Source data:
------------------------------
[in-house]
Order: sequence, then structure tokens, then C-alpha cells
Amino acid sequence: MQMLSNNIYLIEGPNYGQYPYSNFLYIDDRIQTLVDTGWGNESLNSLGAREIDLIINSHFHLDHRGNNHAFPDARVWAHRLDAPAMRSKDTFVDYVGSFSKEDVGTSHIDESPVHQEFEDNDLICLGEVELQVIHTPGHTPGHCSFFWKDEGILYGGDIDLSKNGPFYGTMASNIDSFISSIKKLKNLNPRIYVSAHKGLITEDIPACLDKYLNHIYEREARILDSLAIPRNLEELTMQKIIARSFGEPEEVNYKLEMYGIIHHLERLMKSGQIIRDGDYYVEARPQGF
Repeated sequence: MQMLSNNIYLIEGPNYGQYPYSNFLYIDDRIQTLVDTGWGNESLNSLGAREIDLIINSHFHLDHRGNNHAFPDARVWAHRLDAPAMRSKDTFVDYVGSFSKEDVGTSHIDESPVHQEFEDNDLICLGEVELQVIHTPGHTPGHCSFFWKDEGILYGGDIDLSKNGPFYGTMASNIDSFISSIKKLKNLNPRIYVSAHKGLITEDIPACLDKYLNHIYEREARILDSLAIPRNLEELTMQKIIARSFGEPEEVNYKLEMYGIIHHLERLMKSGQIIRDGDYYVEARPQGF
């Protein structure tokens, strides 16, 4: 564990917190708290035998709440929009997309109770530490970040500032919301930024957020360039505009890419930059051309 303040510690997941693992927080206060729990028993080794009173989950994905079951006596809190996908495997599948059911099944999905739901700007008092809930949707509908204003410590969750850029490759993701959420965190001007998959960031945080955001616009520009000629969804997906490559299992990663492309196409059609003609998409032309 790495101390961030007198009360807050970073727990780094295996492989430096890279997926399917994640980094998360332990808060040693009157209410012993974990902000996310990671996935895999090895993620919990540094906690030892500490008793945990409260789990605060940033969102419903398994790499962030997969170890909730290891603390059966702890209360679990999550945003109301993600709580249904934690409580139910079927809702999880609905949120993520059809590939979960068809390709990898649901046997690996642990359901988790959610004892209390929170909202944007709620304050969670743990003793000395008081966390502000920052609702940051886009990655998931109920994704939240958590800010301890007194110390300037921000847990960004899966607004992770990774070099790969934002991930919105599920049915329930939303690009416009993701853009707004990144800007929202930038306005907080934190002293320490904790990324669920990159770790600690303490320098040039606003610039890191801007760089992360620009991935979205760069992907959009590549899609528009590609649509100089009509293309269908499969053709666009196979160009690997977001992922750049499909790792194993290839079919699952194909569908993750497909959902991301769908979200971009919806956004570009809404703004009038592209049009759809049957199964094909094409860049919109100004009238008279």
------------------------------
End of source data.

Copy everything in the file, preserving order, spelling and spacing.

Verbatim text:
[in-house]
Order: sequence, then structure tokens, then C-alpha cells
Amino acid sequence: MQMLSNNIYLIEGPNYGQYPYSNFLYIDDRIQTLVDTGWGNESLNSLGAREIDLIINSHFHLDHRGNNHAFPDARVWAHRLDAPAMRSKDTFVDYVGSFSKEDVGTSHIDESPVHQEFEDNDLICLGEVELQVIHTPGHTPGHCSFFWKDEGILYGGDIDLSKNGPFYGTMASNIDSFISSIKKLKNLNPRIYVSAHKGLITEDIPACLDKYLNHIYEREARILDSLAIPRNLEELTMQKIIARSFGEPEEVNYKLEMYGIIHHLERLMKSGQIIRDGDYYVEARPQGF
Repeated sequence: MQMLSNNIYLIEGPNYGQYPYSNFLYIDDRIQTLVDTGWGNESLNSLGAREIDLIINSHFHLDHRGNNHAFPDARVWAHRLDAPAMRSKDTFVDYVGSFSKEDVGTSHIDESPVHQEFEDNDLICLGEVELQVIHTPGHTPGHCSFFWKDEGILYGGDIDLSKNGPFYGTMASNIDSFISSIKKLKNLNPRIYVSAHKGLITEDIPACLDKYLNHIYEREARILDSLAIPRNLEELTMQKIIARSFGEPEEVNYKLEMYGIIHHLERLMKSGQIIRDGDYYVEARPQGF
């Protein structure tokens, strides 16, 4: 564990917190708290035998709440929009997309109770530490970040500032919301930024957020360039505009890419930059051309 303040510690997941693992927080206060729990028993080794009173989950994905079951006596809190996908495997599948059911099944999905739901700007008092809930949707509908204003410590969750850029490759993701959420965190001007998959960031945080955001616009520009000629969804997906490559299992990663492309196409059609003609998409032309 790495101390961030007198009360807050970073727990780094295996492989430096890279997926399917994640980094998360332990808060040693009157209410012993974990902000996310990671996935895999090895993620919990540094906690030892500490008793945990409260789990605060940033969102419903398994790499962030997969170890909730290891603390059966702890209360679990999550945003109301993600709580249904934690409580139910079927809702999880609905949120993520059809590939979960068809390709990898649901046997690996642990359901988790959610004892209390929170909202944007709620304050969670743990003793000395008081966390502000920052609702940051886009990655998931109920994704939240958590800010301890007194110390300037921000847990960004899966607004992770990774070099790969934002991930919105599920049915329930939303690009416009993701853009707004990144800007929202930038306005907080934190002293320490904790990324669920990159770790600690303490320098040039606003610039890191801007760089992360620009991935979205760069992907959009590549899609528009590609649509100089009509293309269908499969053709666009196979160009690997977001992922750049499909790792194993290839079919699952194909569908993750497909959902991301769908979200971009919806956004570009809404703004009038592209049009759809049957199964094909094409860049919109100004009238008279």